System Update Required

Farming in the software age: Interoperability and provincial legislation

Anthony Rosborough and Carlo Dade
March 2024
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In recent years, while governments have tried to create new industries in the West, an economic and innovation champion of the agricultural industry was in significant danger of being lost. The agricultural equipment manufacturing, or shortline, sector is a small but important employer, exporter and economic foundation in mostly rural communities of the Canadian prairies. The industry, and the jobs, innovation and exports that it engenders, had faced an existential threat from the abuse of copyright law by mostly foreign manufacturers of tractors and combines. This endangered not just the shoreline industry, but also potentially the future of sustainable agriculture on the Prairies.

At its most basic, agriculture shortline equipment refers to the specialized implements or attachments that connect to tractors and combines to plant and harvest crops. Shortline equipment must, of course, be able to inter-operate with the combines and tractors to which they are attached, like a mouse and keyboard with a computer. In today’s digital world, that means more than connecting a hose; it means talking to the software that runs those machines. Manufacturers of shortline implements must be able to access software in the larger machines in order to design and build equipment.

Historically, accessing operating software was not an issue. But as combines, tractors and other large equipment have become increasingly digitized, manufacturers have begun to limit access to the software. Recently, the largest maker of combines and tractors, John Deere, blocked access to software on its state-of-the-art X9 combine.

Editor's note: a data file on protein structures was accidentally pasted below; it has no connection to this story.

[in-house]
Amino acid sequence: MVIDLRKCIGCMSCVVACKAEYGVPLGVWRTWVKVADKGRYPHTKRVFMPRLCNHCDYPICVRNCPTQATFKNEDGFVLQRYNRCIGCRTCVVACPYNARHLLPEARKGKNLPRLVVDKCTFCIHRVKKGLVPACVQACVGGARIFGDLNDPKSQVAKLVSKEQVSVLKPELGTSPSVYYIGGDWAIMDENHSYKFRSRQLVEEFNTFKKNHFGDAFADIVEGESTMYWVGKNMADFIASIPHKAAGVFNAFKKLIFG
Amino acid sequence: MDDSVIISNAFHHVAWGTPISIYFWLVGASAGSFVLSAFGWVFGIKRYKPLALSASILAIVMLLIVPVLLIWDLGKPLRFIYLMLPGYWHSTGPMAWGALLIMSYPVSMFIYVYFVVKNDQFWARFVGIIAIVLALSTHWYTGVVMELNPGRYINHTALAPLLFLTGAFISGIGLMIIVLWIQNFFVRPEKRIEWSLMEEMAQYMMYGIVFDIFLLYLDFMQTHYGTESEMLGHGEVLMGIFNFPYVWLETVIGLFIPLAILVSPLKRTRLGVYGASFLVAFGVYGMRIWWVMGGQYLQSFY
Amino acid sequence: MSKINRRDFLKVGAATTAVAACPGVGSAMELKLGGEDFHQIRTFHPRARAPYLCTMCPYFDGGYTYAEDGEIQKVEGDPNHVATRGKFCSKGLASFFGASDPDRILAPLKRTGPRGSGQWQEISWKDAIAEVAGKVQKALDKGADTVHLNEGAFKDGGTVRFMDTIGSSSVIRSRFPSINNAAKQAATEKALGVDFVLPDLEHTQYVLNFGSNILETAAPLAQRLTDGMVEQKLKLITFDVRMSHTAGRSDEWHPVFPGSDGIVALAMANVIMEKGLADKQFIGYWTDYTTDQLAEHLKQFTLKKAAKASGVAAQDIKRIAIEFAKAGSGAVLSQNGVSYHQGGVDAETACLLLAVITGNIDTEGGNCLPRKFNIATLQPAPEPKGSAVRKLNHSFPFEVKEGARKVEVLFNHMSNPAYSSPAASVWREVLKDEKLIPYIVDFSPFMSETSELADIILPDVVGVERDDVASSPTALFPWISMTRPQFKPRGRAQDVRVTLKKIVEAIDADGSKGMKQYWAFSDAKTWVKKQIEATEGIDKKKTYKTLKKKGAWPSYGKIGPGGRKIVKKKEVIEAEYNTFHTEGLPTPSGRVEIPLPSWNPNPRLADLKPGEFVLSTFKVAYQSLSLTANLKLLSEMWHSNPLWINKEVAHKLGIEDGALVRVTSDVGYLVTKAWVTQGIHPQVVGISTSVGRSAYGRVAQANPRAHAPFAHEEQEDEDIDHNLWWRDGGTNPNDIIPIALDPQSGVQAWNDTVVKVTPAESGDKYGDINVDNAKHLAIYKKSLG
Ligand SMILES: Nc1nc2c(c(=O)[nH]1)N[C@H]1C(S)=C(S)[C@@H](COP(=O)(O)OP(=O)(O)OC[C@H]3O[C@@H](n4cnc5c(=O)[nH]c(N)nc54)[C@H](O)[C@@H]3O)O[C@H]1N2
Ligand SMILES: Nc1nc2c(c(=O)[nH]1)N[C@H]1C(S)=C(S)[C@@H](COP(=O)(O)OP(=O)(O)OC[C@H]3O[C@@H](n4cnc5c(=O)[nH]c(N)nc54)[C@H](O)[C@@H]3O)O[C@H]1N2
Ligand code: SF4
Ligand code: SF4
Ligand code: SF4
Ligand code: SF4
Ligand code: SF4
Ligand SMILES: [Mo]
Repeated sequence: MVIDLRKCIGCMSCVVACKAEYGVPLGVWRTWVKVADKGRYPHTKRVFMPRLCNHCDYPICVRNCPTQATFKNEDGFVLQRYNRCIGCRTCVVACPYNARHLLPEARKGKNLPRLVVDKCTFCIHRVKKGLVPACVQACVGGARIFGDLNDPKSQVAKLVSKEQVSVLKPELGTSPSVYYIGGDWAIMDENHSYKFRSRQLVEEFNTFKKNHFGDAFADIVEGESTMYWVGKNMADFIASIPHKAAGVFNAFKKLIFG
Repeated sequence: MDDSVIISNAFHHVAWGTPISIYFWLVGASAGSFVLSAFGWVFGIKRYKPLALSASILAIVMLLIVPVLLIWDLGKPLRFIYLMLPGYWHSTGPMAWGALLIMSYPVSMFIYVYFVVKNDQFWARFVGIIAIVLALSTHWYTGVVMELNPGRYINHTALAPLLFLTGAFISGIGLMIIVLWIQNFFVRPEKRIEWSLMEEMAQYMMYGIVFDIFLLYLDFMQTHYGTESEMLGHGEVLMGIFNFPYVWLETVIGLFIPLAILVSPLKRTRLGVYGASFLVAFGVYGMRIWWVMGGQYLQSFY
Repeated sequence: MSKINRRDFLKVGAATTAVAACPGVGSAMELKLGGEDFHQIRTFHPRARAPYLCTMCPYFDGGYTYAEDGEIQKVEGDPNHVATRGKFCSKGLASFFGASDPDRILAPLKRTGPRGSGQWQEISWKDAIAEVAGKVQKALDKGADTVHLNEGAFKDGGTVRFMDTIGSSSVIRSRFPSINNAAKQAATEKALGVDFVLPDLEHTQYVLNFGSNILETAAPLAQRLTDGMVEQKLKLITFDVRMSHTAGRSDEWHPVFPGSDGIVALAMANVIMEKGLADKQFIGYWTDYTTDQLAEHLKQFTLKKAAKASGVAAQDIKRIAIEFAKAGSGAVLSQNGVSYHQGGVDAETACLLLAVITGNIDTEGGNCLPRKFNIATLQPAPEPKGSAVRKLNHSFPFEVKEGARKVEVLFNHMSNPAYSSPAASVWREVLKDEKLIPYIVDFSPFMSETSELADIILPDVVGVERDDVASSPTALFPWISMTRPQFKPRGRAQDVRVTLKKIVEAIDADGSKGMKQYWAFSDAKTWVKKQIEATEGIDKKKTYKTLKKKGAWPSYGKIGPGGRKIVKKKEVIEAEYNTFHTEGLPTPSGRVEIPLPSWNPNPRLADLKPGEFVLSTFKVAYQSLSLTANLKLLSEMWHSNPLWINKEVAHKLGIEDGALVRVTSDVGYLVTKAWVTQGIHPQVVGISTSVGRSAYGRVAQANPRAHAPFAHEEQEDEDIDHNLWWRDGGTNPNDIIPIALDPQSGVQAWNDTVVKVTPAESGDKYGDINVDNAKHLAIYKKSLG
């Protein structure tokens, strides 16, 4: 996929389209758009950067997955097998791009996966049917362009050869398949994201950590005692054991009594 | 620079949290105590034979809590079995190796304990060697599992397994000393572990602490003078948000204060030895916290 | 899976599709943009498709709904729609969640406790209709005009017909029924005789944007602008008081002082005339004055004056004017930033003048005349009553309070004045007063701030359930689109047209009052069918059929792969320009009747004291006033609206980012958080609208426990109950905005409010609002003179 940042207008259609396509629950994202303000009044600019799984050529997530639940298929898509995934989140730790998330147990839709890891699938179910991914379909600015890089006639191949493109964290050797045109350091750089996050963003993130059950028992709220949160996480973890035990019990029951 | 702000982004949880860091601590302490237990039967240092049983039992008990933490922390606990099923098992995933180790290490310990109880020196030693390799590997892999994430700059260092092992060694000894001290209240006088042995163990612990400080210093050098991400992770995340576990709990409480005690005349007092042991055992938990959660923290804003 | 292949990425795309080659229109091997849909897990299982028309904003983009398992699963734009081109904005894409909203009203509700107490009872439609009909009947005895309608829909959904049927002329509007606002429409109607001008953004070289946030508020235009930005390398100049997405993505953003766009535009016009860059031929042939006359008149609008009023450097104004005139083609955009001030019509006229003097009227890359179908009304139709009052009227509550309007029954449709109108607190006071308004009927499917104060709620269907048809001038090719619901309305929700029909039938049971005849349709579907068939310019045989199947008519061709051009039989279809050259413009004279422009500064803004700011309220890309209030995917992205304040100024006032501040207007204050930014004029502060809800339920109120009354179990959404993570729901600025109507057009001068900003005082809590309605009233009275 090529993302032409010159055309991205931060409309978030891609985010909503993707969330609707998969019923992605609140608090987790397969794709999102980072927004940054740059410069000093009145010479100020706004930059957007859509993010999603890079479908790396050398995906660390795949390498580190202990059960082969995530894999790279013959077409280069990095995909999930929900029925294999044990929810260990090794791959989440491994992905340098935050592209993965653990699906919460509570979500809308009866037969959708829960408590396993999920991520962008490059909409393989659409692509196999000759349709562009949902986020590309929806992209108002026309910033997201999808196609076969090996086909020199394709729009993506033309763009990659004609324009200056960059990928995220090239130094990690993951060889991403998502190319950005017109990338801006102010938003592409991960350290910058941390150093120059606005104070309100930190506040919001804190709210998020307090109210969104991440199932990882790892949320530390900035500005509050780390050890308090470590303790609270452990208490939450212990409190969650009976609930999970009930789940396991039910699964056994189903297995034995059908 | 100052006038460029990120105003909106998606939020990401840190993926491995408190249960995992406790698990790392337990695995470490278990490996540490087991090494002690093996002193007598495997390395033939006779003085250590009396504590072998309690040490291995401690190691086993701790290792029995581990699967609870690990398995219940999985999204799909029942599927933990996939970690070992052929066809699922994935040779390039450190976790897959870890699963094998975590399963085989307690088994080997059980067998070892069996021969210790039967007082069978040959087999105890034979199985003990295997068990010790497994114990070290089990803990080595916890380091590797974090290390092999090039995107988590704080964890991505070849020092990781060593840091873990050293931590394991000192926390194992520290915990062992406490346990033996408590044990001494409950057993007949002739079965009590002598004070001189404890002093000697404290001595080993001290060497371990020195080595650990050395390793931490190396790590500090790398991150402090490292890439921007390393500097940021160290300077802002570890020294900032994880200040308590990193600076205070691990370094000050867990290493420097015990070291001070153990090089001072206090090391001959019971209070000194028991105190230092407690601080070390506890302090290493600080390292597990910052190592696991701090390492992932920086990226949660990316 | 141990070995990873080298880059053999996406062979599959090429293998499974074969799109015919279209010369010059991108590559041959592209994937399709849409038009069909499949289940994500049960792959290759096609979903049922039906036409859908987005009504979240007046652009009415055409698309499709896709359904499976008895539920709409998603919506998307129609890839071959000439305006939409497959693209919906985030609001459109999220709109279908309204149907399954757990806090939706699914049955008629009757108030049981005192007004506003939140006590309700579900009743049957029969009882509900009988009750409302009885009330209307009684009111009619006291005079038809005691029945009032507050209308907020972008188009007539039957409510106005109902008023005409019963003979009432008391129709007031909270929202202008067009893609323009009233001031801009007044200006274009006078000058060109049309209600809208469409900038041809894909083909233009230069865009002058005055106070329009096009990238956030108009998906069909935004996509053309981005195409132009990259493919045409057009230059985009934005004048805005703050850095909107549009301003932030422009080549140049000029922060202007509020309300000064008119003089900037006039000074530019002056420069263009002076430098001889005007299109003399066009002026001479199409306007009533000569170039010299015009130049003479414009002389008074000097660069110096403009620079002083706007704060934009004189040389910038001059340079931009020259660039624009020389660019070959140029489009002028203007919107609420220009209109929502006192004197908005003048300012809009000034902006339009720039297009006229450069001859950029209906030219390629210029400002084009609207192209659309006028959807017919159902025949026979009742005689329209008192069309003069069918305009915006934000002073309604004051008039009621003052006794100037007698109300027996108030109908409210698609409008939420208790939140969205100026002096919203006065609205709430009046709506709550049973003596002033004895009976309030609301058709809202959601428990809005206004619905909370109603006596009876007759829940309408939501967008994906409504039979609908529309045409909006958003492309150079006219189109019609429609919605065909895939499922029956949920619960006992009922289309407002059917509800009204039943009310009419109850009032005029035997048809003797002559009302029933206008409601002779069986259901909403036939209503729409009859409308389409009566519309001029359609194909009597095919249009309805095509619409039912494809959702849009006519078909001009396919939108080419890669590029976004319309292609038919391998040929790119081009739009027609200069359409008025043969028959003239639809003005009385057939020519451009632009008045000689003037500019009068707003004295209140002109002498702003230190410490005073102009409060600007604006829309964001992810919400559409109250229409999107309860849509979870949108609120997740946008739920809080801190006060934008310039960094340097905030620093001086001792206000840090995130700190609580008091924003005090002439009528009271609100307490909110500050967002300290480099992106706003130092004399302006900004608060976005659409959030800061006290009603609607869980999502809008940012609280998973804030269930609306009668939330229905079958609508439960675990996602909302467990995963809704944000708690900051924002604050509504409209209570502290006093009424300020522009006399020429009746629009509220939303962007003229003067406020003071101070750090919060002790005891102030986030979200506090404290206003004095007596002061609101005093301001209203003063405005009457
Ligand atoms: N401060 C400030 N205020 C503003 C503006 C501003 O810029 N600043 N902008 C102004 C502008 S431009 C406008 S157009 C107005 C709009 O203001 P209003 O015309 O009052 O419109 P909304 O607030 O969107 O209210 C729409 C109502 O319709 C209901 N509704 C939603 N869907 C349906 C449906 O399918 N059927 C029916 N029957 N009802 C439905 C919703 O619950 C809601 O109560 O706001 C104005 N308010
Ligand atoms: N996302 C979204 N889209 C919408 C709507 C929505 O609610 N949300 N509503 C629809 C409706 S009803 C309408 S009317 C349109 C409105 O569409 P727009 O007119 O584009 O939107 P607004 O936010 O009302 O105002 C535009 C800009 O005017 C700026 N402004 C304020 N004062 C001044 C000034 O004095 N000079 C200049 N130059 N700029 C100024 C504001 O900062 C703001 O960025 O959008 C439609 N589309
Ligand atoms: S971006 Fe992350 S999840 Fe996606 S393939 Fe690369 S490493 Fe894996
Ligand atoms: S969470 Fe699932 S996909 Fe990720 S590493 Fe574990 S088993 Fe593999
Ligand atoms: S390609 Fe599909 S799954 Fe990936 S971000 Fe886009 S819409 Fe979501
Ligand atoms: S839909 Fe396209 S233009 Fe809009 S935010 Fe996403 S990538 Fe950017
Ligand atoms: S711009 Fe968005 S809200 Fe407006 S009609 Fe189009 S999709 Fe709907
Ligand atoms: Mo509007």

The threat to the shortline industry was recently mitigated by overwhelming and rare all-party passage of a private member’s bill in Parliament, Bill C-294, An Act to Amend the Copyright Act (Interoperability). The federal action to change the Copyright Act is a good start, but it is neither complete nor is it sufficient. As the act approaches final approval by the Senate and Royal Assent, the provinces and particularly the Prairie provinces need to prepare.

In this What Now policy brief, the authors look at the threat to the shortline industry, its impact on agriculture sustainability, the federal response to this threat, and the provincial action that’s needed to offer further protection to the industry.

Anthony Rosborough is Assistant Professor of Law and Computer Science at Dalhousie University and doctoral researcher at the European University Institute in Florence, Italy.

Carlo Dade is Director of the Trade and Trade Infrastructure Centre at the Canada West Foundation and Professional Affiliate of the Johnson Shoyama Graduate School of Public Policy at the University of Saskatchewan.